Picked up one of these ...
Setup was a breeze less then 5 minutes I was on 80m and this is the initial result....
and a little about the modulation ...
software utilizes an extremely narrow frequency band with
specially-coded forward error correcting (FEC) and
frequency shift keying (FSK). FSK is like very narrow band
FM. This technique reduces errors and improves the
possibility of copying the message in noise. The signal fits
into a tiny 200 Hz segment. Within each segment, the
signal bandwidth is only 6 Hz. This allows several tens of
stations to coexist in a segment with minimal interference.
There are 12 segments presently (denoted here as the
WSPR bands), located within the radio frequency
spectrum (see Figure 2).
The WSPR protocol is extremely effective at signal-tonoise
ratios as low as –28 dB in a 2,500 Hz bandwidth.
This is over 10 dB below the threshold of audibility. In
other words, you can sometimes copy signals that you
cannot hear. It is because of this capability that even low
power WSPR signals can be decoded in the farthest
reaches of the globe. WSPR is designed to do just
one thing: find a communication
path. It communicates via specially
formatted messages aimed at
determining if a propagation path is
open on a given transmitting
frequency. Formatting contains a
name, four character grid locator,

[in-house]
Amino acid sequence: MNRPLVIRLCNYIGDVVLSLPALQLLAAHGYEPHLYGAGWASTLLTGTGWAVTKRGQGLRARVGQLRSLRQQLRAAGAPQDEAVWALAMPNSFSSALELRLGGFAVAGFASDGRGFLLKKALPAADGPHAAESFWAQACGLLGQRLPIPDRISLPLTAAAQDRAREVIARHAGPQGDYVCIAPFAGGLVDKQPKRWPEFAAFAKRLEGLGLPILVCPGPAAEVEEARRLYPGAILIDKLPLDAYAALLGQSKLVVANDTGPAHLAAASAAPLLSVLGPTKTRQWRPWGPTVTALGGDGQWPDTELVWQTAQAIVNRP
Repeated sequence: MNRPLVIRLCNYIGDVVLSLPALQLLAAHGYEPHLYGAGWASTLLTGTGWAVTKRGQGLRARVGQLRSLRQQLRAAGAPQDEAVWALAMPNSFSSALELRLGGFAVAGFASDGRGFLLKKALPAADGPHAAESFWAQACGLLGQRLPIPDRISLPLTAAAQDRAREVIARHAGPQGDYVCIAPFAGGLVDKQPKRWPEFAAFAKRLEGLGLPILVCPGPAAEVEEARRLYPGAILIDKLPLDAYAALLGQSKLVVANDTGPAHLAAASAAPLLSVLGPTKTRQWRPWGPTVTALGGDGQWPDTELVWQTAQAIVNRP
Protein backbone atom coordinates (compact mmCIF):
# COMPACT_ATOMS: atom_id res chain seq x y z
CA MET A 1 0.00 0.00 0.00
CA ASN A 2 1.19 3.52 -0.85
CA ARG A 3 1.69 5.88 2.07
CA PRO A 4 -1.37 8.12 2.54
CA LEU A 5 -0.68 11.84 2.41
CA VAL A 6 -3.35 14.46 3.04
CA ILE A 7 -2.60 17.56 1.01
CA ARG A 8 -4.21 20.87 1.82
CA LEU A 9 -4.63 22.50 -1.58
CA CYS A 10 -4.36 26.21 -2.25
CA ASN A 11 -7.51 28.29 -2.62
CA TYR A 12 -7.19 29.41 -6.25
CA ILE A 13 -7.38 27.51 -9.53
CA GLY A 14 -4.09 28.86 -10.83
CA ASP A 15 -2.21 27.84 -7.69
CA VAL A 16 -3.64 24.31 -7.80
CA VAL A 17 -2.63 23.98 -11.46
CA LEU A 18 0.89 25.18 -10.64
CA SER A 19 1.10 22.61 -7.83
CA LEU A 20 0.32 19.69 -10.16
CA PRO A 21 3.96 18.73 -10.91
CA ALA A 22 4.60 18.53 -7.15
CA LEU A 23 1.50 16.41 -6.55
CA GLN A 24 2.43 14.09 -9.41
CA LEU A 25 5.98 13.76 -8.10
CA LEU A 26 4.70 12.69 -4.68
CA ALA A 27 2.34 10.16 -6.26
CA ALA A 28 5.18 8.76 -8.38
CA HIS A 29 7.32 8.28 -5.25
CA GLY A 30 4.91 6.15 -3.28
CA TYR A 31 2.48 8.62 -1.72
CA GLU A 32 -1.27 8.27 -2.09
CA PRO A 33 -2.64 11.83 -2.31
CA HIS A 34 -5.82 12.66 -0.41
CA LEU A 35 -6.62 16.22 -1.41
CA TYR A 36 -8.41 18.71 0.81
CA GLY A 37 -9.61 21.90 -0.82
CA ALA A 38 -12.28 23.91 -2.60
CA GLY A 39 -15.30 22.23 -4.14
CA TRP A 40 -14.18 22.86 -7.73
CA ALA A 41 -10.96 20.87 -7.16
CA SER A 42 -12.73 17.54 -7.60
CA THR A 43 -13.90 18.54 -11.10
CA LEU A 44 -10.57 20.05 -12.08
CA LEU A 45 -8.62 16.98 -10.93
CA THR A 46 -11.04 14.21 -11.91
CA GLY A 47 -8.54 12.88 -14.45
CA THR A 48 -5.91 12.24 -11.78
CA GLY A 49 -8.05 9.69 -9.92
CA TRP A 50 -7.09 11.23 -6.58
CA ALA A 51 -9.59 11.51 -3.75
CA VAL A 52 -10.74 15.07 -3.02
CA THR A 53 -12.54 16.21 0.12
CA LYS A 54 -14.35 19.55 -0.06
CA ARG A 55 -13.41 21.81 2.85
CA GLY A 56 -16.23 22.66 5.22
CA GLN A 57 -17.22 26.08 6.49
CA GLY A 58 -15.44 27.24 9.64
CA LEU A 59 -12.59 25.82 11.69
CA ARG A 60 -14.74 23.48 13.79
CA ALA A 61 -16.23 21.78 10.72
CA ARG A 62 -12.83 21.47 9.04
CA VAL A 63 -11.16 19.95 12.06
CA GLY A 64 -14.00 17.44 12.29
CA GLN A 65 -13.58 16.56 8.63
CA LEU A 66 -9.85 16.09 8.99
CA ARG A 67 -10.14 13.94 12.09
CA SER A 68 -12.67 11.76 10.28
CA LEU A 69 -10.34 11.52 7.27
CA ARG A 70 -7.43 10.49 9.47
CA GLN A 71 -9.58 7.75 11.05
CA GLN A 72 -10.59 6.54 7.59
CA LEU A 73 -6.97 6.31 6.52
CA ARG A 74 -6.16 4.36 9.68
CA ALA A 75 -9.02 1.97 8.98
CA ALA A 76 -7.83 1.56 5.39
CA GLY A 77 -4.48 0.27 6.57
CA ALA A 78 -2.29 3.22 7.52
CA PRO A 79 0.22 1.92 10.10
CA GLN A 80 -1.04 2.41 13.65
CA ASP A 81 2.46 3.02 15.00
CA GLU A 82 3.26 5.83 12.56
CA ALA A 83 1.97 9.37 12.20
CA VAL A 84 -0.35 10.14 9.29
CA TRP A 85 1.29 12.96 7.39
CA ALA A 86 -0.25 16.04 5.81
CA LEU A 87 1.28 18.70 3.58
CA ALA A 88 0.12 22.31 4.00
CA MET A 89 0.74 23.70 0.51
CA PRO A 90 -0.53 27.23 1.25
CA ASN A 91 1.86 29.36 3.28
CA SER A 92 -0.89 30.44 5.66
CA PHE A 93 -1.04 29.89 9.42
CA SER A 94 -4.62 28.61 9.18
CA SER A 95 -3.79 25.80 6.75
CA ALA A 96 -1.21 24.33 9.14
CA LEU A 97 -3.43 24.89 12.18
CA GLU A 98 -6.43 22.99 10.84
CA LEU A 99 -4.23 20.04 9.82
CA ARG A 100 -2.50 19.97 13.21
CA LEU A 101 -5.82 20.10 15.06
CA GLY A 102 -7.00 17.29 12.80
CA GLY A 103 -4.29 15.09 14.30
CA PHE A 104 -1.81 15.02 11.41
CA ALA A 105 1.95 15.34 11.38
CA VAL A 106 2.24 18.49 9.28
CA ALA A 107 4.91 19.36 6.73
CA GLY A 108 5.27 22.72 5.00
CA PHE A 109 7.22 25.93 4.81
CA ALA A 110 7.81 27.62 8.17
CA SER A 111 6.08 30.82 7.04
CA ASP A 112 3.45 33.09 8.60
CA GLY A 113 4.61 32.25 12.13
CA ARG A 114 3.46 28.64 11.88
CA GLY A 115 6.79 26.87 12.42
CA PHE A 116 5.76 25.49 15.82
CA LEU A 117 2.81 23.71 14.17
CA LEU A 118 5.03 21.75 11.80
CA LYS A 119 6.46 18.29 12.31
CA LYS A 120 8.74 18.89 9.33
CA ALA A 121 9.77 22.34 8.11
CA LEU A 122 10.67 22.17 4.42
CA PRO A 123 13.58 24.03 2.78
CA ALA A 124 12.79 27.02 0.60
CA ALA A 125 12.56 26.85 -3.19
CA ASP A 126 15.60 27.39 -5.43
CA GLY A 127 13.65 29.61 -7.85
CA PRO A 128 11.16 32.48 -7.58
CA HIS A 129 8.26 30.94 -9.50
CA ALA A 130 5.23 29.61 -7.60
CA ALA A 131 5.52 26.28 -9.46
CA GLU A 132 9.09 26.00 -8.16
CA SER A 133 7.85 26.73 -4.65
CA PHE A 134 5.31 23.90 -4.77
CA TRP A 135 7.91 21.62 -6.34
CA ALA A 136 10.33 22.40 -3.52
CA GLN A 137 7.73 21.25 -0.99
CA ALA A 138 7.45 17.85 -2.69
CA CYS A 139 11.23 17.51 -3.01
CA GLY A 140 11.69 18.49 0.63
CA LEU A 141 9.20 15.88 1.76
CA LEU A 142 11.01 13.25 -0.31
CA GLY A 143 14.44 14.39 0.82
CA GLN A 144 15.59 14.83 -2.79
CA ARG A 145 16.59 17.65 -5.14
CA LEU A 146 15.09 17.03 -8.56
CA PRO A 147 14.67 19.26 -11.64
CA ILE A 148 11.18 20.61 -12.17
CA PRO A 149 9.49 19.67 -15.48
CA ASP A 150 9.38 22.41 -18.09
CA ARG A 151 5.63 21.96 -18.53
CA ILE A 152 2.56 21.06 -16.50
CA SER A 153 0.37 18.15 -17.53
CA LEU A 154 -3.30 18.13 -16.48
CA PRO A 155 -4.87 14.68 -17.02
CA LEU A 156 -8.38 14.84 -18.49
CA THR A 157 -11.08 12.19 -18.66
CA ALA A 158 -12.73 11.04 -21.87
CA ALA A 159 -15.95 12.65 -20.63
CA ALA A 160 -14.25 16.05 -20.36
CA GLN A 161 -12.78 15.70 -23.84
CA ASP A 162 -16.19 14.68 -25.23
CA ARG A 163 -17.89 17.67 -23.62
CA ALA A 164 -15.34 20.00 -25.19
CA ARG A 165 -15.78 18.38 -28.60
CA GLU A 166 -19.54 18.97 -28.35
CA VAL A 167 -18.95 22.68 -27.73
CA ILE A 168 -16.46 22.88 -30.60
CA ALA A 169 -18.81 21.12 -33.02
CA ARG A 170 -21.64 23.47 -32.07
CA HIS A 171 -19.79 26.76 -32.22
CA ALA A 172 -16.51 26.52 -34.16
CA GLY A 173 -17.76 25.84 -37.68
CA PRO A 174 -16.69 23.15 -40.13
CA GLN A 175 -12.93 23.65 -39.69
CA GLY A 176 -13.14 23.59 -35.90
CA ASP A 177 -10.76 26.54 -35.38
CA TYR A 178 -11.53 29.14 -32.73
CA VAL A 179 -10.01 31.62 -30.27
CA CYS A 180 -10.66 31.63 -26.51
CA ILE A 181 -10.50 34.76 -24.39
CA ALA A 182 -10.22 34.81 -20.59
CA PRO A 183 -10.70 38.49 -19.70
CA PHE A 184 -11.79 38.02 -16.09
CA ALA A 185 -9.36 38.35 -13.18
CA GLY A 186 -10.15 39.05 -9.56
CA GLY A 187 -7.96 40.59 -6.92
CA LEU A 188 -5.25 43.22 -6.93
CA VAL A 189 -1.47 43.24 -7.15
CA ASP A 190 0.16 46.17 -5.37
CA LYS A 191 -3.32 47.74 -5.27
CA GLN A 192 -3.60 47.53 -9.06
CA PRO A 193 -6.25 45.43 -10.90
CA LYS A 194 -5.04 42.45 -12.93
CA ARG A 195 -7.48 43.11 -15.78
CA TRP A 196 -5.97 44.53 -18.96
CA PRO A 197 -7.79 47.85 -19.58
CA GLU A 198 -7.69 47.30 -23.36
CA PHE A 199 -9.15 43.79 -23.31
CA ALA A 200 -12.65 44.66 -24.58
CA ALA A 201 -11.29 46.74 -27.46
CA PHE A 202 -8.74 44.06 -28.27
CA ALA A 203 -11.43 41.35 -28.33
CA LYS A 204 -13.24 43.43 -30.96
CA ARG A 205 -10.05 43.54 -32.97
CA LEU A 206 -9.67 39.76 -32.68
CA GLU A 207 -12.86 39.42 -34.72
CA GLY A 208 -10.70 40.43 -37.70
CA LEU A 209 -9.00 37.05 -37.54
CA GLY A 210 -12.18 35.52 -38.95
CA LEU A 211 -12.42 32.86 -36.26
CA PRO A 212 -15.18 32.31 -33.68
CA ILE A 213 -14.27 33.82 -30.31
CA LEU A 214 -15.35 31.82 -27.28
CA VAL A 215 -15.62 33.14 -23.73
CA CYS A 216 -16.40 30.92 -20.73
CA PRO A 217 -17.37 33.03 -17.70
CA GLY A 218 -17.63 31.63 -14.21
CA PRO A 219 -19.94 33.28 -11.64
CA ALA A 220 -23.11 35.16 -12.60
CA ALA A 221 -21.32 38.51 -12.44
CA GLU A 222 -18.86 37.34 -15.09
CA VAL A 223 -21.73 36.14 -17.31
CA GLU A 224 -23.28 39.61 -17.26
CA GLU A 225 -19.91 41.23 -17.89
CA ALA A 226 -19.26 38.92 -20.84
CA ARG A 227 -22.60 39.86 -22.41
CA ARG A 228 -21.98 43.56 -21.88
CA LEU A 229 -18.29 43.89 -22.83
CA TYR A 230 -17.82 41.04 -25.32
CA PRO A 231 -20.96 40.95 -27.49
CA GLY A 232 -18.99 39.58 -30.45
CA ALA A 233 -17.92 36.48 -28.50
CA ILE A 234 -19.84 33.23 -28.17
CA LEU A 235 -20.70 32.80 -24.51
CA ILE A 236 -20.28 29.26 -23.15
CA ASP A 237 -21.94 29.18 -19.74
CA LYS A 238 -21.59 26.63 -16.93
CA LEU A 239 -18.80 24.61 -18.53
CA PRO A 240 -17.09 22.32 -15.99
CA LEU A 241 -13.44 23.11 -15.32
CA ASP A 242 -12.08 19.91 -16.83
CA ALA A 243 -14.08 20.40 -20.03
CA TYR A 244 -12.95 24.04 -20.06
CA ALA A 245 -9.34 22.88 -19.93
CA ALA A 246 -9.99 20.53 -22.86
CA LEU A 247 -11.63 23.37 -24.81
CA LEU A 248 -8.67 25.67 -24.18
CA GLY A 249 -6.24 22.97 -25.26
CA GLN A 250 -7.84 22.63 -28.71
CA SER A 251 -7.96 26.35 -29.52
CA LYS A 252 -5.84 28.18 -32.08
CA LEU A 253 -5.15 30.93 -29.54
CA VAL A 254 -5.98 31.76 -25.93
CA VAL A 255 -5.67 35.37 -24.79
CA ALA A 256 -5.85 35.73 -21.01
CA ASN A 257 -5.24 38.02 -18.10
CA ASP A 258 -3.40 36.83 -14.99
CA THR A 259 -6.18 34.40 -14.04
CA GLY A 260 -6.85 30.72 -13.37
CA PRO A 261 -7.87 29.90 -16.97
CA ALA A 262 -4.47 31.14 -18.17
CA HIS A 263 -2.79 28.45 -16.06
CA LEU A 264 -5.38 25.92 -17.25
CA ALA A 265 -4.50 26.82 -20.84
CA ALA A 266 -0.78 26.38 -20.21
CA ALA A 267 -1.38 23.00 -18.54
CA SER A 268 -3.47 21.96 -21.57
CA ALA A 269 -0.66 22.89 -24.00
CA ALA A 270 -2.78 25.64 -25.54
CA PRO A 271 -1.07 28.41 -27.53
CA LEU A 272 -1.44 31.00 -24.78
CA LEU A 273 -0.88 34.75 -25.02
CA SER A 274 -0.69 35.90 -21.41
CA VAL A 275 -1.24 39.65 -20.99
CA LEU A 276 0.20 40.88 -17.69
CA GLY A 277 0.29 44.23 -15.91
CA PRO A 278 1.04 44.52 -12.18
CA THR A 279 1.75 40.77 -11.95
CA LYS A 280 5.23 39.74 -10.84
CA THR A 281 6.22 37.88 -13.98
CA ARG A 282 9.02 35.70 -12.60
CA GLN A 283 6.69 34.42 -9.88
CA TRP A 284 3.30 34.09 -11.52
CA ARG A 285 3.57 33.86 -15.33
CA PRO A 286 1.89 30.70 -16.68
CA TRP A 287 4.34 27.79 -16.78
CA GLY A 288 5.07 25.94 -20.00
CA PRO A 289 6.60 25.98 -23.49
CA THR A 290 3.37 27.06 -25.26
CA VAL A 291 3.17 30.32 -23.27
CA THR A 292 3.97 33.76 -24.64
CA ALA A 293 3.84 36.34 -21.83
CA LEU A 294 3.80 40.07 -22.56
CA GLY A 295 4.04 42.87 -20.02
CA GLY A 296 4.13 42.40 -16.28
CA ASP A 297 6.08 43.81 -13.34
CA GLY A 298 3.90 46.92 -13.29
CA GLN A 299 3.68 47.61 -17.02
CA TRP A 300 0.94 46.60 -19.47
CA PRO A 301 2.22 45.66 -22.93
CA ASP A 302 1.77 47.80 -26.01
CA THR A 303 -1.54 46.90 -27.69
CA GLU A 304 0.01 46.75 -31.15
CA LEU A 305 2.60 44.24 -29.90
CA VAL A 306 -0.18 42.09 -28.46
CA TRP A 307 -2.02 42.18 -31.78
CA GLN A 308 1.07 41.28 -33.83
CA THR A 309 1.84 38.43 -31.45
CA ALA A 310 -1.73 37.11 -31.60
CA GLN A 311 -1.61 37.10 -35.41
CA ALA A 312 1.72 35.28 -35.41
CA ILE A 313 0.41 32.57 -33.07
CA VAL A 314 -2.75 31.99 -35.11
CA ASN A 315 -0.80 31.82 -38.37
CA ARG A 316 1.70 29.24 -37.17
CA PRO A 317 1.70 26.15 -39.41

and power level in dBm (decibels
relative to one milliwatt). This
information is compressed into 50
binary digits and encoded using a
convolutional code of length 32 and rate 1/2. The
resulting 162 bits are transmitted using four tone FSK at
1.46 baud. The least significant bit is defined by a pseudorandom
sequence known by the software at both
transmitter and receiver. It is used to establish accurate
time and frequency synchronization. Long convolutional
codes are advantageous since undetected decoding errors
are rare. Normally, a Viterbi algorithm is used for decoding
but due to complexity, the WSPR decoder uses a special
When a station is decoded, other information such as
“receive location,” name, S/N ratio, and DT (time
difference) is routinely logged. This information can be
automatically downloaded to WSPRnet.org using the
“spots” option. Your name will then be shown on a
flag on a world map with others. Options on the
website can be used to find the distance and direction
of the station received.